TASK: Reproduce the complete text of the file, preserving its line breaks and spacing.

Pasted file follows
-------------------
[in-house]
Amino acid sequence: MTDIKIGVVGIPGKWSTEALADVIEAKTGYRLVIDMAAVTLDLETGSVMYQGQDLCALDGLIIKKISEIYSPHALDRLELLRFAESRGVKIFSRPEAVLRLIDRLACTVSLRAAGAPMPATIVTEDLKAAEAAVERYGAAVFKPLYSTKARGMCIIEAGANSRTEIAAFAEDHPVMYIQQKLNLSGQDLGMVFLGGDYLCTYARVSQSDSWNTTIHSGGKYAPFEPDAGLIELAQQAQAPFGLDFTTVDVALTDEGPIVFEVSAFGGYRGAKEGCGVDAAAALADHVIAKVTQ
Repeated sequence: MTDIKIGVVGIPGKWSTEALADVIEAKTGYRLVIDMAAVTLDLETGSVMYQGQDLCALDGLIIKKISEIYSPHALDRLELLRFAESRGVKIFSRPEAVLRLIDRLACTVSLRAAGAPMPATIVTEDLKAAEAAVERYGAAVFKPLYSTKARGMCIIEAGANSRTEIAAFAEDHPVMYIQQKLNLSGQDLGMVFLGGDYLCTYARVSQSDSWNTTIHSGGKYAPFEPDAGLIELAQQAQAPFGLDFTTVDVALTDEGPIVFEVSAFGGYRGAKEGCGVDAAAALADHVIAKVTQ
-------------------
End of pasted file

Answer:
[in-house]
Amino acid sequence: MTDIKIGVVGIPGKWSTEALADVIEAKTGYRLVIDMAAVTLDLETGSVMYQGQDLCALDGLIIKKISEIYSPHALDRLELLRFAESRGVKIFSRPEAVLRLIDRLACTVSLRAAGAPMPATIVTEDLKAAEAAVERYGAAVFKPLYSTKARGMCIIEAGANSRTEIAAFAEDHPVMYIQQKLNLSGQDLGMVFLGGDYLCTYARVSQSDSWNTTIHSGGKYAPFEPDAGLIELAQQAQAPFGLDFTTVDVALTDEGPIVFEVSAFGGYRGAKEGCGVDAAAALADHVIAKVTQ
Repeated sequence: MTDIKIGVVGIPGKWSTEALADVIEAKTGYRLVIDMAAVTLDLETGSVMYQGQDLCALDGLIIKKISEIYSPHALDRLELLRFAESRGVKIFSRPEAVLRLIDRLACTVSLRAAGAPMPATIVTEDLKAAEAAVERYGAAVFKPLYSTKARGMCIIEAGANSRTEIAAFAEDHPVMYIQQKLNLSGQDLGMVFLGGDYLCTYARVSQSDSWNTTIHSGGKYAPFEPDAGLIELAQQAQAPFGLDFTTVDVALTDEGPIVFEVSAFGGYRGAKEGCGVDAAAALADHVIAKVTQ